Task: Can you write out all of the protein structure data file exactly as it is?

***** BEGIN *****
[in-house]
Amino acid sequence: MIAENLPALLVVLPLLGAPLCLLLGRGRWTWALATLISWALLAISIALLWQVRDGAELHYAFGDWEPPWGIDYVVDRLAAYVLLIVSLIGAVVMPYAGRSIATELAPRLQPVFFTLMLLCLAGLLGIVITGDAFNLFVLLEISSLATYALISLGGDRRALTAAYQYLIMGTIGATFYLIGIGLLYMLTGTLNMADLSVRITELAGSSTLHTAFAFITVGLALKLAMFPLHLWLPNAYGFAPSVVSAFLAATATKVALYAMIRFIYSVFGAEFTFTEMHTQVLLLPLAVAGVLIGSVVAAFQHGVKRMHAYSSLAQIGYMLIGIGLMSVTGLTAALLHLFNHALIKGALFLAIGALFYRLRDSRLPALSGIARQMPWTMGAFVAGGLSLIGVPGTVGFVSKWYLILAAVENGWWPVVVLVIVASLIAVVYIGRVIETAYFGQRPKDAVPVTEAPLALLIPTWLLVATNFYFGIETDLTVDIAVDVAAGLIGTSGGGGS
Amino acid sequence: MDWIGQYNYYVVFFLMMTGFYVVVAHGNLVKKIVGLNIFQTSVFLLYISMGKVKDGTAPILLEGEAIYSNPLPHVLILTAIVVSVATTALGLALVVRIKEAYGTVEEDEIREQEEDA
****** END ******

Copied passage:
[in-house]
Amino acid sequence: MIAENLPALLVVLPLLGAPLCLLLGRGRWTWALATLISWALLAISIALLWQVRDGAELHYAFGDWEPPWGIDYVVDRLAAYVLLIVSLIGAVVMPYAGRSIATELAPRLQPVFFTLMLLCLAGLLGIVITGDAFNLFVLLEISSLATYALISLGGDRRALTAAYQYLIMGTIGATFYLIGIGLLYMLTGTLNMADLSVRITELAGSSTLHTAFAFITVGLALKLAMFPLHLWLPNAYGFAPSVVSAFLAATATKVALYAMIRFIYSVFGAEFTFTEMHTQVLLLPLAVAGVLIGSVVAAFQHGVKRMHAYSSLAQIGYMLIGIGLMSVTGLTAALLHLFNHALIKGALFLAIGALFYRLRDSRLPALSGIARQMPWTMGAFVAGGLSLIGVPGTVGFVSKWYLILAAVENGWWPVVVLVIVASLIAVVYIGRVIETAYFGQRPKDAVPVTEAPLALLIPTWLLVATNFYFGIETDLTVDIAVDVAAGLIGTSGGGGS
Amino acid sequence: MDWIGQYNYYVVFFLMMTGFYVVVAHGNLVKKIVGLNIFQTSVFLLYISMGKVKDGTAPILLEGEAIYSNPLPHVLILTAIVVSVATTALGLALVVRIKEAYGTVEEDEIREQEEDA